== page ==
There is, however, an awesome reality that all of us must face. This world and our personal lives are governed by God. He is King over all human monarchs. His rule is a great blessing to those who gladly acknowledge him. He invites us all to live under his care and protection. He sent his Son, Jesus Christ, to establish a Kingdom to which people of all nations may belong. All Christians gladly confess “Jesus is Lord!”

Many early Christians died for this profession. Every citizen of the Roman Empire was required once a year to burn a pinch of incense and say, “Caesar is Lord.” Christians, who were loyal citizens and prayed for the Emperor, refused to do this because they knew only Jesus was truly Lord. They were punished very severely and many died in the arena where they faced wild animals. The spectators, seeing how the Christian men protected the women and the woman protected the children, said, “See how these Christians love one another!” In their darkest hour these Christians knew that, because Jesus really is Lord, even though they died they would live with him forever in his heavenly Kingdom.


The Servant Queen and the Servant King

King George VI died on 6 February 1952 and his daughter Elizabeth acceded to the throne as Queen Elizabeth II. I was a young boy at the time and remember the day because normal radio programmes were cancelled, including Listen with Mother! That day I did not hear the familiar words, “Are you sitting comfortably? Then I’ll begin.”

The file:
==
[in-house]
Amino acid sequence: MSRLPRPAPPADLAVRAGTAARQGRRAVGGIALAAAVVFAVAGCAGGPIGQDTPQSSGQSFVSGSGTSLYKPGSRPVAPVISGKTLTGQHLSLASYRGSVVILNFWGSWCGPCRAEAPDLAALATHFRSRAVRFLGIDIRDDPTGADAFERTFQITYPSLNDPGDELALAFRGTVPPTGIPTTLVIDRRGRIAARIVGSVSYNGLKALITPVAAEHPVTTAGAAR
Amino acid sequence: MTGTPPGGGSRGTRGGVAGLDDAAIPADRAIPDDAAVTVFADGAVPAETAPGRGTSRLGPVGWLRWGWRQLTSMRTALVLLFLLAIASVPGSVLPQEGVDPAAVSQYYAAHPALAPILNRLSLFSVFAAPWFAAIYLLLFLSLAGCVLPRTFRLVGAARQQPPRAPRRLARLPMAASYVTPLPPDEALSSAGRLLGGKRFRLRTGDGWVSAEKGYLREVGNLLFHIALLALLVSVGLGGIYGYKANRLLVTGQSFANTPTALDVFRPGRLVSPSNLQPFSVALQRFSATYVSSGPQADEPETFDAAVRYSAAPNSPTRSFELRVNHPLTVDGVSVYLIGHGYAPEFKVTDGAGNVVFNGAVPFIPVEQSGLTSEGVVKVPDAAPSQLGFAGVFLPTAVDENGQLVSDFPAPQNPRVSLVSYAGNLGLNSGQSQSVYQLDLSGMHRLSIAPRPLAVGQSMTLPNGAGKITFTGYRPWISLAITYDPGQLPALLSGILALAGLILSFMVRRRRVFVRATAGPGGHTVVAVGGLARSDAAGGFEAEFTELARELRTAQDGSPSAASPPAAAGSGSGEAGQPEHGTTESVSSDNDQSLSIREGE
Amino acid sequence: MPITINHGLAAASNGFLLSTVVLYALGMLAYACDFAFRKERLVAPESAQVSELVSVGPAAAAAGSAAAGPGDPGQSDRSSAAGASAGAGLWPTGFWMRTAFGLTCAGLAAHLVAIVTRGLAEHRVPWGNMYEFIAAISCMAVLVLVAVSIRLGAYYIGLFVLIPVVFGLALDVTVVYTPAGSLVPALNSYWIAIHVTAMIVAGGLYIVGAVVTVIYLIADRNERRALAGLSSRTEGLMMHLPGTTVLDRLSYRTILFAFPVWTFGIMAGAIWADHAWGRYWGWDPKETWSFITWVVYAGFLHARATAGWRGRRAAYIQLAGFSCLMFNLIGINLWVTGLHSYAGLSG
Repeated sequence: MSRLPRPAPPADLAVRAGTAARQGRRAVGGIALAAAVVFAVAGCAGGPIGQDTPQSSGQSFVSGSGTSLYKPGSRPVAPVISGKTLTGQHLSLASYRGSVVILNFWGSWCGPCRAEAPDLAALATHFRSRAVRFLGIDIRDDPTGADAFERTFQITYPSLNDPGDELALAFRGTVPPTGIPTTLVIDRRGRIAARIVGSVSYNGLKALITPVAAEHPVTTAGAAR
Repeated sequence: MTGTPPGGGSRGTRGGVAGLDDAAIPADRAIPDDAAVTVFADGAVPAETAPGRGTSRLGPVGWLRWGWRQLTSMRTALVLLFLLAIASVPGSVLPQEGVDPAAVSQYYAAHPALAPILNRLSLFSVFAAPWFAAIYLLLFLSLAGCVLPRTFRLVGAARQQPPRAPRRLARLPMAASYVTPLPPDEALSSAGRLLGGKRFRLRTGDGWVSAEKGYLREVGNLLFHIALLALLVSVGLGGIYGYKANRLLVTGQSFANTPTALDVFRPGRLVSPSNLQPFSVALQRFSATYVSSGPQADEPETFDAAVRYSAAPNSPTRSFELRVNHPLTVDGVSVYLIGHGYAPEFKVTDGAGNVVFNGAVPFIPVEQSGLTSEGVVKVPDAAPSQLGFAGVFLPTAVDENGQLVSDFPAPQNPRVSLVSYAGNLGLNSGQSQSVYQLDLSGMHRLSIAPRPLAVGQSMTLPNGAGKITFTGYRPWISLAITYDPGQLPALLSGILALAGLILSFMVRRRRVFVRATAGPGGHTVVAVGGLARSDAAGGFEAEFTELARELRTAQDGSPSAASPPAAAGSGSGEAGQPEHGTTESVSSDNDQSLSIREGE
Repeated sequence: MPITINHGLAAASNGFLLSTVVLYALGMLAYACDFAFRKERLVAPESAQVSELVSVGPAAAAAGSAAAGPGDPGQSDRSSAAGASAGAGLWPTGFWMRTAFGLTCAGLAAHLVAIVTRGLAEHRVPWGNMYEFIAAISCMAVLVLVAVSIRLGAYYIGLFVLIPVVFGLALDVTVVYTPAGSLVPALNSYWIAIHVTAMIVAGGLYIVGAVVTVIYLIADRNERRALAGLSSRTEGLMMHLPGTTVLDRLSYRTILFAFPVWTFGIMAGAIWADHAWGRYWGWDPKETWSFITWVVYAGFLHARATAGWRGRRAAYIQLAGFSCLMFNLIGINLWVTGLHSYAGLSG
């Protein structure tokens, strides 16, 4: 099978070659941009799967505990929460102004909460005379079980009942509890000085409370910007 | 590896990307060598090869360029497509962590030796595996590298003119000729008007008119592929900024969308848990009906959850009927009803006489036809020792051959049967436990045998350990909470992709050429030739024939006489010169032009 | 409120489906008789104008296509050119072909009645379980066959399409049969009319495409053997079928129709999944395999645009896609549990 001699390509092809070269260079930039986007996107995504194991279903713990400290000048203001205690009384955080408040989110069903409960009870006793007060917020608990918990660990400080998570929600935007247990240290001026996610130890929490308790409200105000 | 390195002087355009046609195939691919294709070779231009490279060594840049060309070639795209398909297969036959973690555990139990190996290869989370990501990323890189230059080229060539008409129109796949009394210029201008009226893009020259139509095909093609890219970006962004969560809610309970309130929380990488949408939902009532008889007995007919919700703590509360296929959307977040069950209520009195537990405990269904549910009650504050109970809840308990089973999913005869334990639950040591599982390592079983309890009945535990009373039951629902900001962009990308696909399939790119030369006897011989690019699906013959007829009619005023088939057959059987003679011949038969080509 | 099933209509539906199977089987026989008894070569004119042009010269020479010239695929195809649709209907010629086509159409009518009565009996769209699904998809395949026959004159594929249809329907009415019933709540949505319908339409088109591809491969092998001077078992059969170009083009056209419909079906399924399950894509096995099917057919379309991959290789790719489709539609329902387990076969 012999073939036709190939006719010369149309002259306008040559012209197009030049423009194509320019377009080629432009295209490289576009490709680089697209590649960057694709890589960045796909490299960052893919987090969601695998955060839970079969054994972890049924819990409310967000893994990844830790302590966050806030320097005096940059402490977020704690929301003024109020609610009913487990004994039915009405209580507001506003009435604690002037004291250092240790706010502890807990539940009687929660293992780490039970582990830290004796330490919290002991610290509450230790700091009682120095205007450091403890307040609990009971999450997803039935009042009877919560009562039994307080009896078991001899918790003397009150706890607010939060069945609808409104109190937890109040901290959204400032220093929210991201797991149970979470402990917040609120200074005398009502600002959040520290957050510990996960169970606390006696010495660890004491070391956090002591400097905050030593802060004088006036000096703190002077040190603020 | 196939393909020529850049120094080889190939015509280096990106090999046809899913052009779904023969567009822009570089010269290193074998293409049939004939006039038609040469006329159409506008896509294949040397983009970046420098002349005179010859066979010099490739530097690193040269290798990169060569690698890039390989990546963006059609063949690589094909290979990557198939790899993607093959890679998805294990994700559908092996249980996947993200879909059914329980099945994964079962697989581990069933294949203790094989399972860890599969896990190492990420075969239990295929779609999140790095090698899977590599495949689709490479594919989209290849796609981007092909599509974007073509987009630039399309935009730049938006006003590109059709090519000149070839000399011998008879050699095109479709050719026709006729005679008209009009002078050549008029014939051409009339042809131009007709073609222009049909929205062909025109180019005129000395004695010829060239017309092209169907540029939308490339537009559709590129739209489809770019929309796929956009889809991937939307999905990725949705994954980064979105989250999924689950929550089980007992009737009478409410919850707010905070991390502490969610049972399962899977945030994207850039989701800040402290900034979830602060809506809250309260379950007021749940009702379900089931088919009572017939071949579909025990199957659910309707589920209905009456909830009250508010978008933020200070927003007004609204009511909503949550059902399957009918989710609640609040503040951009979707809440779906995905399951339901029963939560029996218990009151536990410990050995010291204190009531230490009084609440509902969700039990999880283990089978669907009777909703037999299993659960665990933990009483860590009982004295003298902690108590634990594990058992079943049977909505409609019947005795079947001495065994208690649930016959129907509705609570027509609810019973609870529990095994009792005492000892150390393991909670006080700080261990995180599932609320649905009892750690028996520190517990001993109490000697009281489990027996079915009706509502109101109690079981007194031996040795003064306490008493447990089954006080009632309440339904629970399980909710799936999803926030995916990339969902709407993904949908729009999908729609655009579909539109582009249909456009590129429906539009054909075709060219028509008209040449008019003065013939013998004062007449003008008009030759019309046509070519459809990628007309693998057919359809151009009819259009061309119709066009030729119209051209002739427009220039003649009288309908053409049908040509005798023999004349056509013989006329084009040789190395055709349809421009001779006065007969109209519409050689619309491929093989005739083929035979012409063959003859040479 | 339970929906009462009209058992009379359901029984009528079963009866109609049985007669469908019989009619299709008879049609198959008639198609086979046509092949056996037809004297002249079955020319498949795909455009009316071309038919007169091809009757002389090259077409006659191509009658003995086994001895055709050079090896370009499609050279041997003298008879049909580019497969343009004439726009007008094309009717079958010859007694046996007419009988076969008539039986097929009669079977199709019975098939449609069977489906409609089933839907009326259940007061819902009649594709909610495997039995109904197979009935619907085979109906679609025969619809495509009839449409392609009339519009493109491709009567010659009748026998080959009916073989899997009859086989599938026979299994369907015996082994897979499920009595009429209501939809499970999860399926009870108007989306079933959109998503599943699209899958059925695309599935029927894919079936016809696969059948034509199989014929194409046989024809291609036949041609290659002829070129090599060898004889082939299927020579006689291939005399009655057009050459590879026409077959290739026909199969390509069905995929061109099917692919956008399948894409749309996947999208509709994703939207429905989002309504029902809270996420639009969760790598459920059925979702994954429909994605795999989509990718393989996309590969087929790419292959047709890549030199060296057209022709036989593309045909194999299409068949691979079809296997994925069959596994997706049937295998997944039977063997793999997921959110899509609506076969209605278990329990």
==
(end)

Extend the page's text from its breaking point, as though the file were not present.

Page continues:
Queen Elizabeth has now reigned for 60 years, the second longest reigning British monarch in history. She has won the love and respect of her own people and many people around the world. In 1999 Australians were offered a choice between Queen Elizabeth and becoming a Republic and voted for the Queen!

At the beginning of her Diamond Jubilee year the Queen thanked people for their wonderful support and encouragement and wrote a message to the nation. “In this special year, as I dedicate myself anew to your service, I hope that we will all be reminded of the power of togetherness and the convening strength of family, friendship and good neighbourliness, examples of which I have been fortunate to see throughout my reign.” She said she was looking forward to the future “with a clear head and a warm heart.”

In the New Testament we are exhorted to pray “for kings and all those in authority, that we may live peaceful and quiet lives in all godliness and holiness.” This is remarkable when you remember that many Christians, including the apostle Paul who wrote those words, died at the command of the Roman Emperor! Paul taught that “the authorities that exist have been established by God” and are “God’s servants, who give their full time to governing.” Queen Elizabeth is an excellent example of a monarch who has whole-heartedly served her people. We thank God for her and pray that he will continue to bless her.

Even the best of earthly kings and queens reign only for a time, but Jesus Christ is the King of kings and reigns forever. He came into the world “not to be served, but to serve, and to give his life as a ransom for many.” Living under his gracious reign brings true freedom and unmitigated blessings. His commands are always for our good. He loves us and protects us from all harm. We are glad to pray, “Your kingdom come, your will be done on earth as it is in heaven. For the kingdom, the power and the glory are yours, now and forever. Amen!”